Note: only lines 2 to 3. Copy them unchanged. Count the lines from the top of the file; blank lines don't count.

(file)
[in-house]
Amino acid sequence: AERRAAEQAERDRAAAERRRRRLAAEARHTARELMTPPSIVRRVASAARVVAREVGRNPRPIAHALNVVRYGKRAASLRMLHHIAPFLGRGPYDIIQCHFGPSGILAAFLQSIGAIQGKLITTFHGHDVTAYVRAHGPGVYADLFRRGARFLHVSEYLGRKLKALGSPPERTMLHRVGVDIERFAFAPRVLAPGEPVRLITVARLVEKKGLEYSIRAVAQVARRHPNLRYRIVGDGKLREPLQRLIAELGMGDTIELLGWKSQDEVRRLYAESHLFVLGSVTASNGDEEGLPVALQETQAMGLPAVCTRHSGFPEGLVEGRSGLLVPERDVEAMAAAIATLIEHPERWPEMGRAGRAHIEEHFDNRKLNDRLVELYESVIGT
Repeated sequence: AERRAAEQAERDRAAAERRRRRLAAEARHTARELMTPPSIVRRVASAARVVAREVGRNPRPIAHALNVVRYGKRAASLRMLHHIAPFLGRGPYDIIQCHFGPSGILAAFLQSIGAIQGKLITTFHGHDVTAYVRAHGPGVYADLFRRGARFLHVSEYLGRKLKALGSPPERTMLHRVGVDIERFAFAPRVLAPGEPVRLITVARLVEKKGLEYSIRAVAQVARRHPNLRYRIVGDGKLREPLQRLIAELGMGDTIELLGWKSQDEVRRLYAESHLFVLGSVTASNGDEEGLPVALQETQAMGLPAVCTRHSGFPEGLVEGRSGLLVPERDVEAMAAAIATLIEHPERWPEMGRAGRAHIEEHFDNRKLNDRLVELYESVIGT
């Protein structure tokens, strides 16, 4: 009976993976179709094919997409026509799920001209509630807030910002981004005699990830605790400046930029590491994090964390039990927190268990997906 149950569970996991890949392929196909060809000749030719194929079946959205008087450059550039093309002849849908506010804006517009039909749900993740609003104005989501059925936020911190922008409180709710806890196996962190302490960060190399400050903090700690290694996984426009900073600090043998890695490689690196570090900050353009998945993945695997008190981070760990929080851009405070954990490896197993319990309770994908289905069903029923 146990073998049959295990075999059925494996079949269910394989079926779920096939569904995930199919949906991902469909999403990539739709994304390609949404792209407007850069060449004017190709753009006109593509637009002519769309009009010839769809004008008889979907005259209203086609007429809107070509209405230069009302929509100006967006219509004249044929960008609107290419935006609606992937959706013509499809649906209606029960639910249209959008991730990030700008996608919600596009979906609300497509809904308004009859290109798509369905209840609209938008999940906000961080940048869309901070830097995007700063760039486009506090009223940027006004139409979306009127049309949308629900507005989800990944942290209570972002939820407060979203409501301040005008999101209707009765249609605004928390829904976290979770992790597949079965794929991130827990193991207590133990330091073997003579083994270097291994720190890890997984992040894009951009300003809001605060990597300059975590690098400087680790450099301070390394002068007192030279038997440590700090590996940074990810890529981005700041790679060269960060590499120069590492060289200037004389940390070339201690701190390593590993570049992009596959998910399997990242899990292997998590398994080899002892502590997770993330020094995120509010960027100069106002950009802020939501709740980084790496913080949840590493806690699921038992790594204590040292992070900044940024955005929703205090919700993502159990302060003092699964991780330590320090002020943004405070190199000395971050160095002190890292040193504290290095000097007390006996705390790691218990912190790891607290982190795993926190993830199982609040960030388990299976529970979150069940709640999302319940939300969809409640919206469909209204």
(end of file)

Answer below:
Amino acid sequence: AERRAAEQAERDRAAAERRRRRLAAEARHTARELMTPPSIVRRVASAARVVAREVGRNPRPIAHALNVVRYGKRAASLRMLHHIAPFLGRGPYDIIQCHFGPSGILAAFLQSIGAIQGKLITTFHGHDVTAYVRAHGPGVYADLFRRGARFLHVSEYLGRKLKALGSPPERTMLHRVGVDIERFAFAPRVLAPGEPVRLITVARLVEKKGLEYSIRAVAQVARRHPNLRYRIVGDGKLREPLQRLIAELGMGDTIELLGWKSQDEVRRLYAESHLFVLGSVTASNGDEEGLPVALQETQAMGLPAVCTRHSGFPEGLVEGRSGLLVPERDVEAMAAAIATLIEHPERWPEMGRAGRAHIEEHFDNRKLNDRLVELYESVIGT
Repeated sequence: AERRAAEQAERDRAAAERRRRRLAAEARHTARELMTPPSIVRRVASAARVVAREVGRNPRPIAHALNVVRYGKRAASLRMLHHIAPFLGRGPYDIIQCHFGPSGILAAFLQSIGAIQGKLITTFHGHDVTAYVRAHGPGVYADLFRRGARFLHVSEYLGRKLKALGSPPERTMLHRVGVDIERFAFAPRVLAPGEPVRLITVARLVEKKGLEYSIRAVAQVARRHPNLRYRIVGDGKLREPLQRLIAELGMGDTIELLGWKSQDEVRRLYAESHLFVLGSVTASNGDEEGLPVALQETQAMGLPAVCTRHSGFPEGLVEGRSGLLVPERDVEAMAAAIATLIEHPERWPEMGRAGRAHIEEHFDNRKLNDRLVELYESVIGT